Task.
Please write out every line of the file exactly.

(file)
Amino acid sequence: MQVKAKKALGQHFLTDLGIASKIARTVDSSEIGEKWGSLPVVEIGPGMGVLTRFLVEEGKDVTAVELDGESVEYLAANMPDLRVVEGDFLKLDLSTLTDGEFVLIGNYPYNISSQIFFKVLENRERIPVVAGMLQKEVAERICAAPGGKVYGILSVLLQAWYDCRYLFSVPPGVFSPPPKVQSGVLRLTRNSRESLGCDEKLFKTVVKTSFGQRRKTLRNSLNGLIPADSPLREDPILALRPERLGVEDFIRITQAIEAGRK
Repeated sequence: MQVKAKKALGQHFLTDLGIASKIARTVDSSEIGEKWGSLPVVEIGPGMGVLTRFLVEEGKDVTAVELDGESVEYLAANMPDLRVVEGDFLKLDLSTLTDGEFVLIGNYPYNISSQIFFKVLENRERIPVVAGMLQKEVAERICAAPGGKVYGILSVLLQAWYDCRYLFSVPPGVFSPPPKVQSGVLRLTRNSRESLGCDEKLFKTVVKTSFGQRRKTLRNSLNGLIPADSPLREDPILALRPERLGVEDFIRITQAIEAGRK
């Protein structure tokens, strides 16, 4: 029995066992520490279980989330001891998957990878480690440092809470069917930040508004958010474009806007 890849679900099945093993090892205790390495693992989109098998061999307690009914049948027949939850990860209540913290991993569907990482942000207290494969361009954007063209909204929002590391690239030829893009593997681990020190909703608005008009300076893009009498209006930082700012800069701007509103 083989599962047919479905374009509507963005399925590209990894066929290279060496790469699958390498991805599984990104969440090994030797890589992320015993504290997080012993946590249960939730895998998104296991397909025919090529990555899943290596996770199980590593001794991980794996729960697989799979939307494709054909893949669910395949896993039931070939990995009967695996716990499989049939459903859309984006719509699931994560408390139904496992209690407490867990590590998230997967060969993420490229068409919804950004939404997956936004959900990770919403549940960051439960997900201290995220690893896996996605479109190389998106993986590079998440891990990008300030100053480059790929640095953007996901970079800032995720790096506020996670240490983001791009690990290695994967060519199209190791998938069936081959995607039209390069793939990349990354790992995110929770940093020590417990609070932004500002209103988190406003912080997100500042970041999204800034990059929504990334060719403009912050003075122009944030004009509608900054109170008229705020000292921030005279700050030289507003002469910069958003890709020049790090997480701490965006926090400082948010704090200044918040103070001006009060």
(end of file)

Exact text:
Amino acid sequence: MQVKAKKALGQHFLTDLGIASKIARTVDSSEIGEKWGSLPVVEIGPGMGVLTRFLVEEGKDVTAVELDGESVEYLAANMPDLRVVEGDFLKLDLSTLTDGEFVLIGNYPYNISSQIFFKVLENRERIPVVAGMLQKEVAERICAAPGGKVYGILSVLLQAWYDCRYLFSVPPGVFSPPPKVQSGVLRLTRNSRESLGCDEKLFKTVVKTSFGQRRKTLRNSLNGLIPADSPLREDPILALRPERLGVEDFIRITQAIEAGRK
Repeated sequence: MQVKAKKALGQHFLTDLGIASKIARTVDSSEIGEKWGSLPVVEIGPGMGVLTRFLVEEGKDVTAVELDGESVEYLAANMPDLRVVEGDFLKLDLSTLTDGEFVLIGNYPYNISSQIFFKVLENRERIPVVAGMLQKEVAERICAAPGGKVYGILSVLLQAWYDCRYLFSVPPGVFSPPPKVQSGVLRLTRNSRESLGCDEKLFKTVVKTSFGQRRKTLRNSLNGLIPADSPLREDPILALRPERLGVEDFIRITQAIEAGRK
């Protein structure tokens, strides 16, 4: 029995066992520490279980989330001891998957990878480690440092809470069917930040508004958010474009806007 890849679900099945093993090892205790390495693992989109098998061999307690009914049948027949939850990860209540913290991993569907990482942000207290494969361009954007063209909204929002590391690239030829893009593997681990020190909703608005008009300076893009009498209006930082700012800069701007509103 083989599962047919479905374009509507963005399925590209990894066929290279060496790469699958390498991805599984990104969440090994030797890589992320015993504290997080012993946590249960939730895998998104296991397909025919090529990555899943290596996770199980590593001794991980794996729960697989799979939307494709054909893949669910395949896993039931070939990995009967695996716990499989049939459903859309984006719509699931994560408390139904496992209690407490867990590590998230997967060969993420490229068409919804950004939404997956936004959900990770919403549940960051439960997900201290995220690893896996996605479109190389998106993986590079998440891990990008300030100053480059790929640095953007996901970079800032995720790096506020996670240490983001791009690990290695994967060519199209190791998938069936081959995607039209390069793939990349990354790992995110929770940093020590417990609070932004500002209103988190406003912080997100500042970041999204800034990059929504990334060719403009912050003075122009944030004009509608900054109170008229705020000292921030005279700050030289507003002469910069958003890709020049790090997480701490965006926090400082948010704090200044918040103070001006009060």